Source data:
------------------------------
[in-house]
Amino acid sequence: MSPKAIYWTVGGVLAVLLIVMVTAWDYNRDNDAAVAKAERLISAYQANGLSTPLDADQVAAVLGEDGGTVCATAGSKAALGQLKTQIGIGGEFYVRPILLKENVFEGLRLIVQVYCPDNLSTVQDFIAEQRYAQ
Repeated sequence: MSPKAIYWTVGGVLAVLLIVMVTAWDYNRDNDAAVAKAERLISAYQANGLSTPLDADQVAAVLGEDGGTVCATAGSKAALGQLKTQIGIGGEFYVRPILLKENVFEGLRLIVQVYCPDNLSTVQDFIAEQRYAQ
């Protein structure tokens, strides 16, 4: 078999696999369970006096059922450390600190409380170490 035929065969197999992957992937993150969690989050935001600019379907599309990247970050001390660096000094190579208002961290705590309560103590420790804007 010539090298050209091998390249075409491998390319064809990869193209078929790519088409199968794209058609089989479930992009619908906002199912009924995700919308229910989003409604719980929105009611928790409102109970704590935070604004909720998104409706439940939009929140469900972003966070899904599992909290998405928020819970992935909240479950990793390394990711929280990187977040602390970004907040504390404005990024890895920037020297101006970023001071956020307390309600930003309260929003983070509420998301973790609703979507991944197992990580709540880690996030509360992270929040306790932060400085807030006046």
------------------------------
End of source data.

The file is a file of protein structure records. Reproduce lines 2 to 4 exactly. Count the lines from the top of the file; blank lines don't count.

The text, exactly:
Amino acid sequence: MSPKAIYWTVGGVLAVLLIVMVTAWDYNRDNDAAVAKAERLISAYQANGLSTPLDADQVAAVLGEDGGTVCATAGSKAALGQLKTQIGIGGEFYVRPILLKENVFEGLRLIVQVYCPDNLSTVQDFIAEQRYAQ
Repeated sequence: MSPKAIYWTVGGVLAVLLIVMVTAWDYNRDNDAAVAKAERLISAYQANGLSTPLDADQVAAVLGEDGGTVCATAGSKAALGQLKTQIGIGGEFYVRPILLKENVFEGLRLIVQVYCPDNLSTVQDFIAEQRYAQ
């Protein structure tokens, strides 16, 4: 078999696999369970006096059922450390600190409380170490 035929065969197999992957992937993150969690989050935001600019379907599309990247970050001390660096000094190579208002961290705590309560103590420790804007 010539090298050209091998390249075409491998390319064809990869193209078929790519088409199968794209058609089989479930992009619908906002199912009924995700919308229910989003409604719980929105009611928790409102109970704590935070604004909720998104409706439940939009929140469900972003966070899904599992909290998405928020819970992935909240479950990793390394990711929280990187977040602390970004907040504390404005990024890895920037020297101006970023001071956020307390309600930003309260929003983070509420998301973790609703979507991944197992990580709540880690996030509360992270929040306790932060400085807030006046």